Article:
Former U.S. Representative and SGIS Distinguished Scholar Lee Hamilton donates records of bipartisan commission that reviewed U.S. military commitment in Iraq.
The Iraq Study Group Papers of former U.S. Rep. Lee Hamilton are now available in digital format from Indiana University Libraries, providing researchers and the public with a behind-the-scenes look at a bipartisan panel that influenced U.S. policy in Iraq.
Hamilton, now a distinguished scholar in the IU School of Global and International Studies and professor of practice in the School of Public and Environmental Affairs, served as co-chair of the study group, which assessed the conduct of the Iraq War and recommended changes in U.S. policy.
The collection, donated by Hamilton, consists of the electronic and paper files created by Hamilton and by his senior advisor and special assistant to the study group. The files document the formation of the group, its work, the creation of its final report and follow-up activities.
“The Iraq Study Group marked a serious effort by Congress to examine the conduct of the Iraq War and to play its proper role by providing oversight of American foreign policy,” Hamilton said. “I am grateful to Indiana University Libraries for digitizing these records and making them accessible, and I hope that students of government and history will learn from them for years to come.”
The papers include notebooks, working papers, office files, meeting minutes, memos and records of news media coverage of the study group’s work. Archivists have prepared an extensive guide allowing users to find and view a digital image of individual documents from the collection.
“This is an invaluable addition to IU Libraries’ collection of political papers on a topic that dominated the foreign policy debate at the time,” said Lee Feinstein, founding dean of the School of Global and International Studies. “This influential bipartisan commission, whose original membership included two future defense secretaries, gave voice to growing concern about the scope and intensity of the U.S. military commitment in Iraq and the importance of broader diplomatic engagement in the region.”
Carolyn Walters, the Ruth Lilly Dean of University Libraries, said she appreciates Hamilton’s continued commitment to preservation of committee documentation. She said the Iraq Study Group papers represent the third fully digitized collection in the Modern Political Papers Collection held at the Bloomington campus.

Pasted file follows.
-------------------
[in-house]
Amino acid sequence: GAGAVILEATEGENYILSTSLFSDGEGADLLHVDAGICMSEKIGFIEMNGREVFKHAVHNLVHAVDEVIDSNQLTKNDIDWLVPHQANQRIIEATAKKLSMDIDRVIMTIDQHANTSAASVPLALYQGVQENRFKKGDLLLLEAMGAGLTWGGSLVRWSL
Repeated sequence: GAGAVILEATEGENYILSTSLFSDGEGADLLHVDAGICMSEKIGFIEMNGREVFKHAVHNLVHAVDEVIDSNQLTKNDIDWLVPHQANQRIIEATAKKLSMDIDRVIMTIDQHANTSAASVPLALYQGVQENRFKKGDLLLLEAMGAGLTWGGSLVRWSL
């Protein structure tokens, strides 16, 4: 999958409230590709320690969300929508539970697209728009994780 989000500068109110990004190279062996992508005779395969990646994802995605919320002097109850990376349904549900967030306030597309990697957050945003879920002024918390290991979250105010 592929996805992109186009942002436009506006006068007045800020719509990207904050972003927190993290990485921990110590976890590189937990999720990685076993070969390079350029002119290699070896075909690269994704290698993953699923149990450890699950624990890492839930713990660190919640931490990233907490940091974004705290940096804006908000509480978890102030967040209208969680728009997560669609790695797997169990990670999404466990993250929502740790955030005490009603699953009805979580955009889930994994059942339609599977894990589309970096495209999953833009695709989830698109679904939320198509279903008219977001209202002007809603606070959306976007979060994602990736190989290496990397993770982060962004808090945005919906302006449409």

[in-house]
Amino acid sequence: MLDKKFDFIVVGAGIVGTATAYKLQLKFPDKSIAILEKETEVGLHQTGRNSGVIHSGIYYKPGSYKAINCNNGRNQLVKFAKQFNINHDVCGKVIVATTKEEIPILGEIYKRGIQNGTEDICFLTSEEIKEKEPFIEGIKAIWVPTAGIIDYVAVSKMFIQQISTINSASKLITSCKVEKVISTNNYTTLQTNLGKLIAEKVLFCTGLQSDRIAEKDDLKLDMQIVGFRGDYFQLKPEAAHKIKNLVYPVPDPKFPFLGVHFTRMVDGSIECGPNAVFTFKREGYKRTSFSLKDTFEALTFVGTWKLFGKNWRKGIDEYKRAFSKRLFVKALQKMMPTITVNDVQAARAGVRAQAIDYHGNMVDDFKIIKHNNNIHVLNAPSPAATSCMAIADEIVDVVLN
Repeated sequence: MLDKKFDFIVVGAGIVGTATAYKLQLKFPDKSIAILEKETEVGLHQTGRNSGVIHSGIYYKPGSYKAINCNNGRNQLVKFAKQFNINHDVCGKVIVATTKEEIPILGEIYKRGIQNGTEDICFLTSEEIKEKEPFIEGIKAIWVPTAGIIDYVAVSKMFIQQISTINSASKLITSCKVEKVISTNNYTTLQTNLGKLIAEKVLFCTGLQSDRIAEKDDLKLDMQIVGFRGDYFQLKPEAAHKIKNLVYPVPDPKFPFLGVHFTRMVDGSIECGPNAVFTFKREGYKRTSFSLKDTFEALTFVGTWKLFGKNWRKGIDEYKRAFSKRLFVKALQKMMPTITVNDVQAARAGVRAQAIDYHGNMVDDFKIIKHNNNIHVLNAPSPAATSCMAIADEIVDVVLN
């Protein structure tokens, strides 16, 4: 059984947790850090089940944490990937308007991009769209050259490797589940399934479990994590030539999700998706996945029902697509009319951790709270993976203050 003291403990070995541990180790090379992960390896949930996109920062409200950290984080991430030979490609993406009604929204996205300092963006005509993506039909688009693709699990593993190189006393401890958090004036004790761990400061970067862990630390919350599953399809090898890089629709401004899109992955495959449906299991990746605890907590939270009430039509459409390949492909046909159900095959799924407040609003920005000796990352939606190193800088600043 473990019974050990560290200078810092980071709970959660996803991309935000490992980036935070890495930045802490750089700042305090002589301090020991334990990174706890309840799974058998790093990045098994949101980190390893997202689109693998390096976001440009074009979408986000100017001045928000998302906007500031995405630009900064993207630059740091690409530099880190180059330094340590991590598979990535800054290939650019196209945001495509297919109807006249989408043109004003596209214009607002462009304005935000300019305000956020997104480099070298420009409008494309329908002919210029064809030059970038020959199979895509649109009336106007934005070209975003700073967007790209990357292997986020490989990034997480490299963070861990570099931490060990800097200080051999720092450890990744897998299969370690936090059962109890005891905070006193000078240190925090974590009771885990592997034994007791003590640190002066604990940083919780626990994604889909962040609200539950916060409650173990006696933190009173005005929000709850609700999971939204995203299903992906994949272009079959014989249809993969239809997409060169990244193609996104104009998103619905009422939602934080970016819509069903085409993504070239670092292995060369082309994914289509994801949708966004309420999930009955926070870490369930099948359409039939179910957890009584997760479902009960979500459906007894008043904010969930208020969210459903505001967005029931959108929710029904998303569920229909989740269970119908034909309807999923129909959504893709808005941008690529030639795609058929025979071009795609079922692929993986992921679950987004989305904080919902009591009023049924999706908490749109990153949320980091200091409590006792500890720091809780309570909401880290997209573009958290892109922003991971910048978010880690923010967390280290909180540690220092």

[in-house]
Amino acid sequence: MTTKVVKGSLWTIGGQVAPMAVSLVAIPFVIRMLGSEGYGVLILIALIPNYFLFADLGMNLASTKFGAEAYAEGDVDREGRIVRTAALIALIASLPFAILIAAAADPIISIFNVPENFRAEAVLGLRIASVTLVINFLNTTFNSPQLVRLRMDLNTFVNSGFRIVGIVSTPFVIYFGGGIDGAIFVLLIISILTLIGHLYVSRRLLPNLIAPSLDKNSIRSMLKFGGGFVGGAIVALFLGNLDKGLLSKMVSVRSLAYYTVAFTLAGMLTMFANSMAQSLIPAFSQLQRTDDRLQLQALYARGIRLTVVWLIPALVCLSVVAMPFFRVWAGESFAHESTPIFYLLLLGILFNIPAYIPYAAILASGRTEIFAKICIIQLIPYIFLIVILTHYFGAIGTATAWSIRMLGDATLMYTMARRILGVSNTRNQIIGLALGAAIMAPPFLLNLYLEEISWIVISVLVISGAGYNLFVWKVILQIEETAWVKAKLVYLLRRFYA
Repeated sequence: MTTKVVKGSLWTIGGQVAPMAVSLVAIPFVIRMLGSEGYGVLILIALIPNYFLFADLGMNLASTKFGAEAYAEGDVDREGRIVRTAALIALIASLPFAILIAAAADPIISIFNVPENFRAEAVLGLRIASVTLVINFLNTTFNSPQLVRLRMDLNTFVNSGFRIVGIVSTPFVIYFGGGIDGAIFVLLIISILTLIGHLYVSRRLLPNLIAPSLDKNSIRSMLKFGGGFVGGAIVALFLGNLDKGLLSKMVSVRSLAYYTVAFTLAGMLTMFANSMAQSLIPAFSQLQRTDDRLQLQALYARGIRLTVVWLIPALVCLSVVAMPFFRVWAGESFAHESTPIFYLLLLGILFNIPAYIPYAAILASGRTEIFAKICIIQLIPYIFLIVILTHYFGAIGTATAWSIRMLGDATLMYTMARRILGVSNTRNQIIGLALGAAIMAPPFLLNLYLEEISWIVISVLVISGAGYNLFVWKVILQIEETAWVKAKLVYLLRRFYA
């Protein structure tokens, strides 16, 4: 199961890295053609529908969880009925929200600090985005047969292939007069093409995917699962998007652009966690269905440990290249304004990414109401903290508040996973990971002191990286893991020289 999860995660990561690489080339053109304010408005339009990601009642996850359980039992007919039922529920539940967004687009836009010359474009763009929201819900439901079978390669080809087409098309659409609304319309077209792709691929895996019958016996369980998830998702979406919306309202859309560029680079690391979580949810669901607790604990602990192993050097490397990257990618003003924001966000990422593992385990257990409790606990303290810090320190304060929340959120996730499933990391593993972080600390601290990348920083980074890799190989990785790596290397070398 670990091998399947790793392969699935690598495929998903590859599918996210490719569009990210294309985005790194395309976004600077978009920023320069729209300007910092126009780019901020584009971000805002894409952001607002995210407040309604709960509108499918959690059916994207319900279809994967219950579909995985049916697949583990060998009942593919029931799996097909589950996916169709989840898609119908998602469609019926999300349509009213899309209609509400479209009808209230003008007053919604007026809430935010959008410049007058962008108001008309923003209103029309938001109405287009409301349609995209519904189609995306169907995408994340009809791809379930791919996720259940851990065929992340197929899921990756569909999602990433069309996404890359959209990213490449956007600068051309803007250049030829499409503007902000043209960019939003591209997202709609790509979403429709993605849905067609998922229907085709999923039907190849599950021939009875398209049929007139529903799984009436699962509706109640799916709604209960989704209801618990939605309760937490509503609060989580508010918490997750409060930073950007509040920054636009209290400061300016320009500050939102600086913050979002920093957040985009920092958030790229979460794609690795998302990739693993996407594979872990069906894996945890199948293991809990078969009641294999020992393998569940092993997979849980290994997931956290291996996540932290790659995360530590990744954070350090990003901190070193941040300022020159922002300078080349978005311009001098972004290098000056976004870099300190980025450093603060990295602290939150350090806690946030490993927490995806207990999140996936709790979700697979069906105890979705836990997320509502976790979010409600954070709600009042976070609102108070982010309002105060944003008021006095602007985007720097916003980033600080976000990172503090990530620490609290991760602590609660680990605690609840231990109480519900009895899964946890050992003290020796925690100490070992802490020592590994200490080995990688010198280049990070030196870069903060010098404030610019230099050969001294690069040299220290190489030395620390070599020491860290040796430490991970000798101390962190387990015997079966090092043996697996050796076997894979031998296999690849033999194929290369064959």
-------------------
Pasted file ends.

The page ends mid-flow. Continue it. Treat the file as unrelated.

“This digitization and description work — while time-intensive — is important because it makes original, primary-source documents directly available through online access,” Walters said.
The Iraq Study Group was launched in March 2006, growing out of concerns that the United States was on the wrong path three years after it began military involvement in Iraq. Hamilton and former Secretary of State James A. Baker III chaired the 10-member, bipartisan task force, made up of former senators, cabinet members and presidential advisers.
The group’s final report, issued in December 2006, was 160 pages long and included 79 recommendations. The report had a significant impact on American foreign policy in Iraq.
Four working groups of 44 foreign policy analysts — including staff of the U.S. Institute of Peace, among others — examined American policy in Iraq. The work included nine plenary sessions, a four-day trip to Baghdad, and interviews with over 170 experts, military officers and political players in Iraq and the region.
Hamilton represented Indiana’s 9th District in the U.S. House of Representatives from 1965 to 1999. He gained a reputation for foreign policy expertise, statesmanship and a nonpartisan approach to solving problems. He served as co-chair of the joint House and Senate committee investigating the Iran-Contra Affair in 1987-88 and as vice chair of the 9/11 Commission in 2002-04. He is founder and senior advisor at the Center on Representative Government at IU Bloomington.
The Iraq Study Group papers are part of the IU Libraries’ Modern Political Papers Collection. The collection also includes Hamilton’s congressional papers and 9/11 Commission papers as well as congressional papers of former Sens. Richard Lugar and Birch Bayh, press and political files of former Gov. and Sen. Evan Bayh, and other sets of documents.
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